Sunday, April 13, 2003

Listen to Iraq


War proves religious leaders need more faith in America

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A Protestant pastor, a Baptist preacher and a Catholic priest are debating the war in Iraq.

The Protestant says, "We've done our best to avoid any controversy, and our church is still dying on the vine."

The preacher says, "I can't figure out which one is more like Hitler - Bush or Saddam?"

The priest says, "I usually disagree with the pope, but this time he's right. We're against it."

And then a crowd of cheering Muslims from Iraq bursts in and says, "We're pulling Saddam's head off. Will you help us?"

They all said no. And that's the joke.

In the past month, America has been looking through a rare window of moral clarity to witness a classic showdown of good and evil. And our religious leaders took a personal day.

The grueling road test of war has pushed our nation to the redline. We found out our military has the horsepower and performance to run the rest of the world off the track. "Pentagon" used to sound like "Edsel." Now it sounds like "Corvette."

The media have been all over the highway, sometimes leading the way, sometimes driving in circles looking for Vietnam.

Our intellectual and talent elites swerved left and crashed in a smoking pile of twisted logic.

And most religious leaders never even got their engines started.

Writing about religion is like running through a minefield in snowshoes. For the record, some pastors are courageous patriots. And I understand why some refuse to mix nitro politics with glycerine faith.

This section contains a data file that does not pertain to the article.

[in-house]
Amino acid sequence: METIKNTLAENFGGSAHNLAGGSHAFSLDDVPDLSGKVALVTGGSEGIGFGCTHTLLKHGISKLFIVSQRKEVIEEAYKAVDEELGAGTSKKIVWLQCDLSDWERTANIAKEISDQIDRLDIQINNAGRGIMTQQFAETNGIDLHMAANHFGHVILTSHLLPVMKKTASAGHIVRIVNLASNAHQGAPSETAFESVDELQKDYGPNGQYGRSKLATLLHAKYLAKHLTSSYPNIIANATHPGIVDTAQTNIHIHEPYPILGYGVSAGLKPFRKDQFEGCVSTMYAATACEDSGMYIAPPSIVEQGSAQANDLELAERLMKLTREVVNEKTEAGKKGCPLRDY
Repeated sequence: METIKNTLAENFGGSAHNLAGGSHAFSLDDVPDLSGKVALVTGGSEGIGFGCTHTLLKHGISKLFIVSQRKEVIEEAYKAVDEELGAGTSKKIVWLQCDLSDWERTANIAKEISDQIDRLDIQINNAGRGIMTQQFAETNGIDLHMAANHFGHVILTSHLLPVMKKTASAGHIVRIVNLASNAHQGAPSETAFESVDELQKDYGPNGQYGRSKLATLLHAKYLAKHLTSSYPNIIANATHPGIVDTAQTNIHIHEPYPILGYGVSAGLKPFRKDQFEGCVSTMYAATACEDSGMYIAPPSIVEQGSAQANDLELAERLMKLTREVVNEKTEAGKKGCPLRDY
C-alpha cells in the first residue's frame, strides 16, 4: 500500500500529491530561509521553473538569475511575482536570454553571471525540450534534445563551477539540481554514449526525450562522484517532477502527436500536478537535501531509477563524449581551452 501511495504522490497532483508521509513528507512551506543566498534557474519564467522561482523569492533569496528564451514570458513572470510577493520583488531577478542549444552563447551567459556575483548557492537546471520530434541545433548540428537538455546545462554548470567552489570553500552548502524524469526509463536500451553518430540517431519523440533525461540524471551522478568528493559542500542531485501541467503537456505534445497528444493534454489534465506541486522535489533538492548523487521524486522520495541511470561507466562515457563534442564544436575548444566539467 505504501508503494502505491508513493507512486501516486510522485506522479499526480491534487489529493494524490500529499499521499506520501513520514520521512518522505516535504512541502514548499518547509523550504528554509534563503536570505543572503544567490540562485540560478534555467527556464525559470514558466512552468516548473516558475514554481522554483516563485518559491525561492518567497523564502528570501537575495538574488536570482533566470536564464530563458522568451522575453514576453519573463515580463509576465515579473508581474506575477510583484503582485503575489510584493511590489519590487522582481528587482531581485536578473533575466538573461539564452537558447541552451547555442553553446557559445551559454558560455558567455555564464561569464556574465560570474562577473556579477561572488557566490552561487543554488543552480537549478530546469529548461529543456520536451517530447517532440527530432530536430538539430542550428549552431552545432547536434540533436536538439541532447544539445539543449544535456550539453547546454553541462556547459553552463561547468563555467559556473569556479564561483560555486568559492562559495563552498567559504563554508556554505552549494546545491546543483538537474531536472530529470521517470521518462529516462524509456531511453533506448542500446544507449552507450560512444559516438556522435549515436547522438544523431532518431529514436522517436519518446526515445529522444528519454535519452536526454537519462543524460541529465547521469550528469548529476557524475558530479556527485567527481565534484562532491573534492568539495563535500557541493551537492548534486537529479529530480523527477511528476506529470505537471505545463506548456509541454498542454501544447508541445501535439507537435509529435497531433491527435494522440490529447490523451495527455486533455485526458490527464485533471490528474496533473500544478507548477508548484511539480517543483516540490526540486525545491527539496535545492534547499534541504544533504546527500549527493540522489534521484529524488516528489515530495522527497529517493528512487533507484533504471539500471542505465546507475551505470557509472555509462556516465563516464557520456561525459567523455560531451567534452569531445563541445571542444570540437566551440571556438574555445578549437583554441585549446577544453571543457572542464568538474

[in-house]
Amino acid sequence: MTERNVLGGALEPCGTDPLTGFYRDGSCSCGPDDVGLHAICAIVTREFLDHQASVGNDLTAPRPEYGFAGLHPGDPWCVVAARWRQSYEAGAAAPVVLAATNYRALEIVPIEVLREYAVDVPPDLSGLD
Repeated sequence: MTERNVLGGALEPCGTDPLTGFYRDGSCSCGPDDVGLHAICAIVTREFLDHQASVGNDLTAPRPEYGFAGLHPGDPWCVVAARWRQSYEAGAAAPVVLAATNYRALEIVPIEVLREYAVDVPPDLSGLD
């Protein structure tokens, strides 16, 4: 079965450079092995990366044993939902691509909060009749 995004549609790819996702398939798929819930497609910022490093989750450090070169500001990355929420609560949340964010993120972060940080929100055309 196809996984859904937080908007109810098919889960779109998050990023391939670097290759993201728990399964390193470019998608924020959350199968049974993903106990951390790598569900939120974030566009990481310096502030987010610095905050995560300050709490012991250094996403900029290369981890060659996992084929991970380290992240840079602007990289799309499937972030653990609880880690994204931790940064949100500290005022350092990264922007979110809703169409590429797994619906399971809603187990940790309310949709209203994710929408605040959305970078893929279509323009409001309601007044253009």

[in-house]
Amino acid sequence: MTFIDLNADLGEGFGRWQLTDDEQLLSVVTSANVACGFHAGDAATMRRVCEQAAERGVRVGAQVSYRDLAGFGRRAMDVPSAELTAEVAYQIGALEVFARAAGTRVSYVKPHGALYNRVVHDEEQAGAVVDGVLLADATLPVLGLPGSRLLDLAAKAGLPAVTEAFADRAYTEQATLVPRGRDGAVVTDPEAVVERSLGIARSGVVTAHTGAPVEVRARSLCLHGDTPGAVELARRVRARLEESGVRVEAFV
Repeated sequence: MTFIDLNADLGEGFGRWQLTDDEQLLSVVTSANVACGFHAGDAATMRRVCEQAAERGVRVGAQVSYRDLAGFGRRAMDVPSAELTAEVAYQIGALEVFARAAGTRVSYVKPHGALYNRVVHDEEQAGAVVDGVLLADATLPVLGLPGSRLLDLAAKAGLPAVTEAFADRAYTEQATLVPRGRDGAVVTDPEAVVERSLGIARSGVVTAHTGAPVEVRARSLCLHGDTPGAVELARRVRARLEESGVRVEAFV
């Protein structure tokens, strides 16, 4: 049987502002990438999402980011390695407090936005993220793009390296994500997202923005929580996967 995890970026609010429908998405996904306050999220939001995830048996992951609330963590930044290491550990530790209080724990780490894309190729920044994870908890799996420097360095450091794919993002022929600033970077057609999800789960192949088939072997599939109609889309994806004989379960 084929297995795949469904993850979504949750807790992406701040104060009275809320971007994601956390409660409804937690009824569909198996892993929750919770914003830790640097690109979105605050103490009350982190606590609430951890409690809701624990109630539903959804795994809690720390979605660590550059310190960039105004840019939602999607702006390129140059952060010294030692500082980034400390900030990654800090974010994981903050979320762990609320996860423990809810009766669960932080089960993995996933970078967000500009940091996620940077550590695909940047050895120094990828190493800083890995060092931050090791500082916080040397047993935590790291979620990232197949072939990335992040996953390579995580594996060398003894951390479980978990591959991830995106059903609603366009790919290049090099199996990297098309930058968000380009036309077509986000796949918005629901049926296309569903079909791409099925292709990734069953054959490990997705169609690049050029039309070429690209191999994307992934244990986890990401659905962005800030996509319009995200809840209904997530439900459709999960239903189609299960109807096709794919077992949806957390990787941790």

But that does not explain why so many moral beacons are dark while our nation is caught in a thick fog of antiwar moral confusion.

A poll by the Pew Forum, released March 19, surveyed Americans who attend church. Only a fifth said their clergy had taken any position on the war. And those who took sides were 2 to 1 against the war.

The percentages: Protestants, 7 to 1 opposed; black church leaders, 38 to 5 against; Catholics, zero support. Only evangelicals supported the war, 15 to 3.

Another Pew poll showed Jews lean more antiwar than most Americans. Author and Orthodox Rabbi Daniel Lapin says religious leaders who insist God only supports peace "are ignoring scripture and history."

Good point. Anyone who can't find evil in a monster who feeds living humans to shredding machines probably couldn't find evil with a flashlight and a map of Hell.

I hope the moral fence-straddlers saw those two Iraqis on TV, marching through Baghdad with a giant banner: "Go Home Human Shields, You U.S. Wankers."

(I think "wanker" is Iraqi slang for "Sean Penn.")

I hope they saw the story about the Iraqi who was asked what he expected from American liberation. "Democracy, whiskey, sexy," he shouted, dancing in the street on the grave of Saddam's empire of nightmares.

There it is. An Iraqi with a three-word supply of English has a better grip on the meaning of America than most citizens in Hollyweird or Wack Town, where Michael Moore lives.

Iraqi-born Adeed Dawisha, a political science professor at Miami University, told us there would be a dam-burst of liberation joy. "The only thing I underestimated was the absolute terror and fear of the Iraqi people," he said.

Before the war began, he predicted the Iraqis would welcome our soldiers. When I quoted him, his remarks were met with sporadic small-arms fire from stubborn pockets of the Elite Democratic Guard here in America. Wankers.

Dawisha has great confidence in America and a free Iraq.

"At one point my uncle called and said, 'Stop worrying. You guys are more worried than we are here.' "

As the cell-phone ad says, "Can you hear me now?"

Maybe some of America's religious leaders should dial up the Big Boss and ask for a little more faith in their own country.

E-mail pbronson@enquirer.com or call 768-8301.




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